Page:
a baby looking intentlyHow long does it take for infants to develop their sense of sight? Research from York University is the first to identify the age at which infants develop a particular type of visual attention. The research team, led by Scott Adler, psychology professor in York University’s Faculty of Health, found that infants as young as three months can identify unique objects in visually crowded environments.

Thirty-four infants and 10 adults participated in the study. The researchers presented the participants with visual search tasks. The participants scanned a field of characters (like the letter ‘P’) until they identified the unique character (like the letter ‘R’). As the participants searched, their eye movements were measured using infrared tracking.

Three-month-old infants were able to locate unique objects in their visual field—like an R among a group of Ps. Adults have this skill too: being able to find one thing among many is called “bottom-up” attention. The infants were better at identifying something distinct (the R among the Ps) using bottom-up attention than identifying something that was missing (a P amid the Rs), a process that uses “top-down” attention.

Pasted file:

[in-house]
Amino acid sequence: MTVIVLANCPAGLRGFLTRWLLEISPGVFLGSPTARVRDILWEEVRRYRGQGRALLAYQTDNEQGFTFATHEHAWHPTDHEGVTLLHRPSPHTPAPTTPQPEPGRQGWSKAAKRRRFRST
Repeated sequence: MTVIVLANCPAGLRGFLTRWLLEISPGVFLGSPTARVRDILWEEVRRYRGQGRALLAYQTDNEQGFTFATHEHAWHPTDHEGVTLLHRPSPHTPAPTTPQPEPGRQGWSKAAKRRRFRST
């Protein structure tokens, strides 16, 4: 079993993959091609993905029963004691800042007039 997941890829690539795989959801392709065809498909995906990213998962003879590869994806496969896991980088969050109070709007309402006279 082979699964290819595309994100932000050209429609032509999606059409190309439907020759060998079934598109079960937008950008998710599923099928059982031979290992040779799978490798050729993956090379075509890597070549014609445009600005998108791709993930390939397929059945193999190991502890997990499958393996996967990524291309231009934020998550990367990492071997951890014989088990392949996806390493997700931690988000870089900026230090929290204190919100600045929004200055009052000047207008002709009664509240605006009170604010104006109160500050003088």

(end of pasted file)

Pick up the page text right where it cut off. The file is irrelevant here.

How might this work in real life? Professor Adler explains, “For example, an infant can pick a red umbrella in a sea of grey ones. This indicates that babies at a very young age are able to selectively extract information from the environment, just like adults.”

People use bottom-up attention frequently in daily life, like when searching for misplaced keys. The study contributes to understanding how and when infants learn to selectively pay attention to stimuli in the visual field. Once they can distinguish unique objects, they are able to search visually and build their visual skillset.

This research is published in the journal of Attention, Perception, and Psychophysics.

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